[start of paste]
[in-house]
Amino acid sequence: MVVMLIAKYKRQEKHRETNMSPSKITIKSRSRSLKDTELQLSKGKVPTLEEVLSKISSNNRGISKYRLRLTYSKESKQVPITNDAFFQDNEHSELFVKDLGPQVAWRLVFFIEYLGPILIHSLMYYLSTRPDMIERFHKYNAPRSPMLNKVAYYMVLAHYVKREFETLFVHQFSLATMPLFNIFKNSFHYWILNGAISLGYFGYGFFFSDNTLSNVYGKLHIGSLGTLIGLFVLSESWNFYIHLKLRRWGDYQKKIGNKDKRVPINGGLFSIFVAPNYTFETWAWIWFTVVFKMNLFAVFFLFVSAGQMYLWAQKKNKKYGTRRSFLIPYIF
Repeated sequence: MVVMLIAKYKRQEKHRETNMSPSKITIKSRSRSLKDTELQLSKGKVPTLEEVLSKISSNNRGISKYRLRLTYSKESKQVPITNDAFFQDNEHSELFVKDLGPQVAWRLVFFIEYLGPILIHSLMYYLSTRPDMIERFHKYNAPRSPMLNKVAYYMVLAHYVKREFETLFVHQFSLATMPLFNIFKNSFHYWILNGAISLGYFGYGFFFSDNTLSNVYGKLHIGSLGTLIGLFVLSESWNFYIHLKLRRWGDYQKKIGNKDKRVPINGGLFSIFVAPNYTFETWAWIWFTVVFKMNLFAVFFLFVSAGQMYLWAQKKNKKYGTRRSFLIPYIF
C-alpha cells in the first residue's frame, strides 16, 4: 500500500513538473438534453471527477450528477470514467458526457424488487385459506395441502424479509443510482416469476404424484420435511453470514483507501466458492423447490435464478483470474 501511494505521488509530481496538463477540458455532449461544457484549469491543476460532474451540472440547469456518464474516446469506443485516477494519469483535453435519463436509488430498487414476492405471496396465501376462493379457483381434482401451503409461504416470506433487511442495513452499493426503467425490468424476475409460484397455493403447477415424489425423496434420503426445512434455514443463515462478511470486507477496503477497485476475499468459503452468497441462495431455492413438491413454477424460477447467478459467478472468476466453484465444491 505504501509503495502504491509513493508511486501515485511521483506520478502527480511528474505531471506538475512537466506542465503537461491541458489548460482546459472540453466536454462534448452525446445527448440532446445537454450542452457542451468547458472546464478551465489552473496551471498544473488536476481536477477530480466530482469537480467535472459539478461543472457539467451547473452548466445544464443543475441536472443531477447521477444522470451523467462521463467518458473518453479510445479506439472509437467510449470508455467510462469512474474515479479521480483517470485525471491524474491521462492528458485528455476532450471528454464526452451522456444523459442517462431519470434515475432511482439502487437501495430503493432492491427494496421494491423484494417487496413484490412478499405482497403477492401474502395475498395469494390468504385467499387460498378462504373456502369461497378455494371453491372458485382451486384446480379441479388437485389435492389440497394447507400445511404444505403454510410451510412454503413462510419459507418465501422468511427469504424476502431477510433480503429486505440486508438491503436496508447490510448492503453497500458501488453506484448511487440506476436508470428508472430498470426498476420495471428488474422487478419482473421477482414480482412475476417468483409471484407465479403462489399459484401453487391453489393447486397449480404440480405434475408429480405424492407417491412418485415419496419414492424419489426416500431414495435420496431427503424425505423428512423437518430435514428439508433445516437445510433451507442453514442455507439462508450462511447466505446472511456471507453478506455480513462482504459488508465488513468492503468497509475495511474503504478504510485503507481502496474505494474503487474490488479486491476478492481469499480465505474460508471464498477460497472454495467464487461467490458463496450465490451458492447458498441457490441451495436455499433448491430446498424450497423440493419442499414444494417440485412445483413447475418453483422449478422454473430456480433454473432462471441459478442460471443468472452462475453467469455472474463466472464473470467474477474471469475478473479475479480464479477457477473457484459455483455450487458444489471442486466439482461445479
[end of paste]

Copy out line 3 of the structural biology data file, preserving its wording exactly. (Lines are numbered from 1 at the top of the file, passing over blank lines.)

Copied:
Repeated sequence: MVVMLIAKYKRQEKHRETNMSPSKITIKSRSRSLKDTELQLSKGKVPTLEEVLSKISSNNRGISKYRLRLTYSKESKQVPITNDAFFQDNEHSELFVKDLGPQVAWRLVFFIEYLGPILIHSLMYYLSTRPDMIERFHKYNAPRSPMLNKVAYYMVLAHYVKREFETLFVHQFSLATMPLFNIFKNSFHYWILNGAISLGYFGYGFFFSDNTLSNVYGKLHIGSLGTLIGLFVLSESWNFYIHLKLRRWGDYQKKIGNKDKRVPINGGLFSIFVAPNYTFETWAWIWFTVVFKMNLFAVFFLFVSAGQMYLWAQKKNKKYGTRRSFLIPYIF